"Where would $1.4 million of revenue come from every year for the next 30 years?" he asked.
Kim argued that the city could set aside the funds from the video lottery terminal revenue it receives annually from the state. McCabe said that revenue was unstable, and that while the state has suitably estimated the amount of funding the city will receive, it continues to caution municipalities to forecast a lower amount. The decrease in revenue could come from competing casinos in other states or legislation, such as was attempted this year, to limit VLT revenue to cities that meet a poverty test.
"We're going to have 10 percent of our budget dependent on gambling revenue," he said. "That is not wise financial planning."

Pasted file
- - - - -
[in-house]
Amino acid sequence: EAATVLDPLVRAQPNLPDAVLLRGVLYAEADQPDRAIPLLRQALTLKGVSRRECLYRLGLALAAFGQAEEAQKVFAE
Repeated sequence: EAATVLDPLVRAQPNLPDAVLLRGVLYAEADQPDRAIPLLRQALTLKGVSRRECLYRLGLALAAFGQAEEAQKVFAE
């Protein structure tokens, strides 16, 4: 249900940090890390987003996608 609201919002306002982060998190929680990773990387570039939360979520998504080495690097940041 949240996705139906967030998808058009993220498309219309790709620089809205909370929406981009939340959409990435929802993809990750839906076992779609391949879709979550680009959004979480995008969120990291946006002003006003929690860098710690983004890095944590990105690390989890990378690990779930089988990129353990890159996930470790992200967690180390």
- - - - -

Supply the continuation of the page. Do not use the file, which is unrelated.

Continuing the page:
McCabe added that even with the addition of 500 new VLTs, the racino in Saratoga Springs has not shown a comparable increase in revenue.
McCabe and McTygue proposed building a scaled-down facility directly behind City Hall, with walkways joining that and the existing courtroom facilities. McTygue also suggested the city put out a request for proposals again for lease buyback options at Woodlawn and the site on High Rock Avenue behind City Hall so that they could get a competitive bid.
Kim said he found it astounding that these proposals were being floated for the first time at the Oct. 2 meeting. He said his fellow council members were trying to delay the inevitable " residents are going to have to take a financial hit if they want a new police and courtroom facility.
"Because when we do this," Kim said, "and we will do this " maybe I won't be sitting here " it'll cost you double.""